In Westchester County, N.Y., they were accused of rigging prices for garbage pick-up and holding backroom meetings to carve out routes, making it impossible for rivals to come in. They are mobsters and they've had a foothold in the region's trash hauling industry since the 1950s. Both New York City and Westchester County have seen their share of FBI and Internal Revenue Service raids of trash businesses, similar to raids that have taken place in Connecticut this week. New York City and Westchester set up agencies to chase out the mob and keep the trash industry clean. In New York City, it was the Trade Waste Commission - now known as the Business Integrity Commission. In Westchester County, it is the Solid Waste Commission. In Connecticut - there's nothing. That's despite the cries of state Attorney General Richard Blumenthal, who has tried unsuccessfully for years to get the General Assembly to pass a bill regulating the trash industry. "Unfortunately there is no license requirement now" for trash-hauling companies, Blumenthal said. He said his office is currently investigating several haulers. "I've advocated a licensing system going back to 2001," he said. Blumenthal said at least two investigations of haulers - in Stamford and Hartford - revealed signs of organized crime involvement. "I don't want to generalize about the entire industry, but it certainly has provided opportunities for law enforcement," Blumenthal said. While law enforcement authorities are keeping their mouths shut as to why a cadre of FBI and IRS agents raided more than a dozen trash hauling businesses in Connecticut and New York state on Tuesday and Wednesday, the raids are nothing new to guys like Thomas McCormick and Thomas Abinanti. McCormick is the chairman of the New York City Business Integrity Commission. Created by former Mayor Rudolph Giuliani in 1996, the group sounds like the fictionalized crew thar took down Al Capone in the movie "The Untouchables." Made up of New York Police Department organized crime detectives, sanitation bureaucrats, city lawyers, even forensic accountants, the commission drove the Mafia out of the New York City trash industry in the 1990s. Abinanti, meanwhile, is a Westchester County legislator who took the New York City model and adapted it in Westchester after a criminal indictment revealed the trash industry was dominated by a company linked to organized crime. "Everybody was scared," Abinanti said. "Everybody said you couldn't do it. But Giuliani showed you could. Giuliani showed that a local government could pass these regulations." In New York City, the mob controlled the sanitation industry since the 1950s, when the city forced commercial property owners to hire private trash haulers. The city's five organized crime families had already infiltrated transportation unions such as the Teamsters. They moved easily into trash. According to court documents and longtime observers, here's how the system worked: Organized crime families carved the city into zones and dictated routes for the private haulers. The trash companies were forbidden to move out of their territories and had to make payoffs to the mob - giving organized crime a monopoly in the city. Any beefs over routes were settled by mobsters. They had customers sign "evergreen" contracts - agreements that never had an end. Crime families skimmed profits from garbage transfer stations by falsifying invoices, tampering with weigh scales, even blatantly stealing cash. Transfer stations - where fees are almost always paid in cash - became places to hide money and evade paying taxes. The mob's grip on the New York City sanitation business was so tight and went on for so long, most customers never realized they were paying more for trash hauling then they should have. The city finally managed to break the grip of organized crime through a series of undercover investigations - which started after a mobster torched a garbage truck of a business rival. A 1995 indictment from the Manhattan district attorney finally revealed how the mob did business. The indictment gave city government the information it needed to create the Trade Waste Commission, now known as the Business Integrity Commission. The commission licenses and regulates trash haulers. The commission does background checks to make sure the hauler and its leaders haven't been mentioned in criminal investigations. First, detectives comb through arrest records and files from old police investigations. Then the lawyers take a look at what the cops have collected. In some cases, accountants familiar with the way mobsters skim profits from trash haulers will analyze the company books to make sure everything is on the up and up. If you have a mob background, you're probably not going to collect trash in the city. "It reinforces the notion to the industry that this has become a heavily-regulated industry," said McCormick, head of the New York City Business Integrity Commission. "There are criminal investigations that can ensue from our findings," McCormick said. "There are administrative hearings that can ensue from our findings. They are no longer out there conspiring with mobsters." One bonus - trash bills in the city decreased some 50 percent since the commission was created. In Westchester County, N.Y., a criminal indictment and then conviction of Thomas Milo, the former owner of Suburban Carting in Mamaroneck, N.Y., revealed similar mob control. "The indictment showed we had a real problem," said Abinanti, a Democrat on the Westchester County Board of Legislators. Abinanti lobbied the county government to hold hearings on the trash industry. "We had companies come in and say they wanted to get into the field but couldn't do so because of the practices," Abinanti said. "We had some anonymous testimony because they were afraid of retribution." Abinanti's efforts led to the creation of the Solid Waste Commission. It conducts background checks of trash haulers and the owners. It also maintains a list of licensed haulers. Abinanti said there is still some questionable activity in Westchester County; this week the FBI raided Suburban Carting in Westchester. But, he said, the commission "is a step in the right direction. I'm pleased with the way it has worked so far."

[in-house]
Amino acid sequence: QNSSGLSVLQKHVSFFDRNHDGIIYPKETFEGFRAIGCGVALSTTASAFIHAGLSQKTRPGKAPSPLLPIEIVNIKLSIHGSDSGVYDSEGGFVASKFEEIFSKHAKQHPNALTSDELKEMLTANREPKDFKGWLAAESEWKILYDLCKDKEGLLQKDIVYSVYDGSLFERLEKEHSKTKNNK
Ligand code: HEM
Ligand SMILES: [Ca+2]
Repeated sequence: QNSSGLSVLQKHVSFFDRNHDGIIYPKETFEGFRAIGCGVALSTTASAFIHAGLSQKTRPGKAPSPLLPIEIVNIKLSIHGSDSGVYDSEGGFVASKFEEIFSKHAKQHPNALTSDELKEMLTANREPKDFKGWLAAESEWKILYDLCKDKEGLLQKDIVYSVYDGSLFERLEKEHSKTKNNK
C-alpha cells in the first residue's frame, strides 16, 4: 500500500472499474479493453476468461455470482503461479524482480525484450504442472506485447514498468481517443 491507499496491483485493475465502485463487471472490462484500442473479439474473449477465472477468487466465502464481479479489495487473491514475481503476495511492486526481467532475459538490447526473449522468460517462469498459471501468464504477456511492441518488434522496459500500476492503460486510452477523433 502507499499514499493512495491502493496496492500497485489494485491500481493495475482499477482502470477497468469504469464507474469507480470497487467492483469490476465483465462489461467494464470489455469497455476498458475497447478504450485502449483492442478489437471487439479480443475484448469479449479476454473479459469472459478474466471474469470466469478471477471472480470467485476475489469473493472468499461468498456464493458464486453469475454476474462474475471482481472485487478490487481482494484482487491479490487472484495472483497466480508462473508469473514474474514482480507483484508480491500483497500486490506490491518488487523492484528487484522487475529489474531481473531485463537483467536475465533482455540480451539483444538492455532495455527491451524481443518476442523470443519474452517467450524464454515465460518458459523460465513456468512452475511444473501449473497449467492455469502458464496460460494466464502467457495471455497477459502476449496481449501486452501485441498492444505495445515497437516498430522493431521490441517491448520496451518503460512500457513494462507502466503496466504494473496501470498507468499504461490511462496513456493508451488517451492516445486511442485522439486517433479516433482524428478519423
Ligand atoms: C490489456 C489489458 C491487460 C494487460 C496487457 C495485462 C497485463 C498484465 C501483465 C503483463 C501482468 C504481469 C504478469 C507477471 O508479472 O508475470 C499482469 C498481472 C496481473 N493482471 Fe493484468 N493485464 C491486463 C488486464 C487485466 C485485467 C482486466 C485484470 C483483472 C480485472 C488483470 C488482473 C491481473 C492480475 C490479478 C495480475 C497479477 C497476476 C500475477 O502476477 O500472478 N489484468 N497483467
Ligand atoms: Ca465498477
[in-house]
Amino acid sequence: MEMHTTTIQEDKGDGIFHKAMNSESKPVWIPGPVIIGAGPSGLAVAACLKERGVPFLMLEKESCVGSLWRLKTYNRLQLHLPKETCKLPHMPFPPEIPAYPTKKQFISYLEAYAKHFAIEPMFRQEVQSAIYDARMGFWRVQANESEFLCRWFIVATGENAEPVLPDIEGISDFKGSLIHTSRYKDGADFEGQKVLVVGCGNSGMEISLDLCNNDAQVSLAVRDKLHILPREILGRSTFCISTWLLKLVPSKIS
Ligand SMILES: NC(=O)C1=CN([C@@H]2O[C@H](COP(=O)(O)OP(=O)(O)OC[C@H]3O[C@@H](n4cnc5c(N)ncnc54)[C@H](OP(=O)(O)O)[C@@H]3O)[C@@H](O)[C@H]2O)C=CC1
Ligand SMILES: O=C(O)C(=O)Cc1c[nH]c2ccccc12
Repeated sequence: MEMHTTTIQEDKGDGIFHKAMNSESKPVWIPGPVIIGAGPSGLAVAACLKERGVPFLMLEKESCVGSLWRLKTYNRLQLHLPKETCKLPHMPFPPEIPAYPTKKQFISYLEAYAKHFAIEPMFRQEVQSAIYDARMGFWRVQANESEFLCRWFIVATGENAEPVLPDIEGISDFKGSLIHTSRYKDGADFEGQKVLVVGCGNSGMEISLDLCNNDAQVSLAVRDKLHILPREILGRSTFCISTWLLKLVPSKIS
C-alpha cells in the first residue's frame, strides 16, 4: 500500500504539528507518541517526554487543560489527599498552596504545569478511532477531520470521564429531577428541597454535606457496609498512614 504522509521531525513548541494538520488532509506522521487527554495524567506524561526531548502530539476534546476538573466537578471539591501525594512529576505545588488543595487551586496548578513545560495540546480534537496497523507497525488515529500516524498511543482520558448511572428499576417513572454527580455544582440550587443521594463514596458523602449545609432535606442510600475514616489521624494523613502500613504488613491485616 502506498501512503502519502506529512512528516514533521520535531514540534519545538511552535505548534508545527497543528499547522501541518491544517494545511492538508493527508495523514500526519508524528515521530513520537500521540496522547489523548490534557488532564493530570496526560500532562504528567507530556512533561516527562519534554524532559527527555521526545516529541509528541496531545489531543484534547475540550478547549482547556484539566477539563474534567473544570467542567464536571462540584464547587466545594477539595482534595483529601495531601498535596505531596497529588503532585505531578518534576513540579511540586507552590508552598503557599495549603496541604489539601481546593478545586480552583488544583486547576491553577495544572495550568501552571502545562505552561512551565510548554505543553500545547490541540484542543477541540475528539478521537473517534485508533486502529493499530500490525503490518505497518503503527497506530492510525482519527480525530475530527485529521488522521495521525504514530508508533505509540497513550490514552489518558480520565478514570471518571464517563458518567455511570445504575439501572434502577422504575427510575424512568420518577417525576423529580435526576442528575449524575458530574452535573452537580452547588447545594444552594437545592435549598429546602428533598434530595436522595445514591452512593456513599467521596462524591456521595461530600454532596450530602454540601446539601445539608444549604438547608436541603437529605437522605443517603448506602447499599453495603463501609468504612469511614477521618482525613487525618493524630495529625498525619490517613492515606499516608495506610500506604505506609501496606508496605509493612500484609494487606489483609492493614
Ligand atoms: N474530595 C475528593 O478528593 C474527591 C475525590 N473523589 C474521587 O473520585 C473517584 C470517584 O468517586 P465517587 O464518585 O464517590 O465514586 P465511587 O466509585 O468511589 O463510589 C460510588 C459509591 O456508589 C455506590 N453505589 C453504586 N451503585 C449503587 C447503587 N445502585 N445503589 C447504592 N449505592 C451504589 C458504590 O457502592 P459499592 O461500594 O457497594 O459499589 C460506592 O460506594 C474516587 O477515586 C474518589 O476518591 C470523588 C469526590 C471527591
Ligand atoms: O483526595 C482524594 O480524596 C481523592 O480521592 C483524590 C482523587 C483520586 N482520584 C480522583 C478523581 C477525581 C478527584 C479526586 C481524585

http://www.dariennewsonline.com/news/article/Haulers-mob-have-long-history-52379.php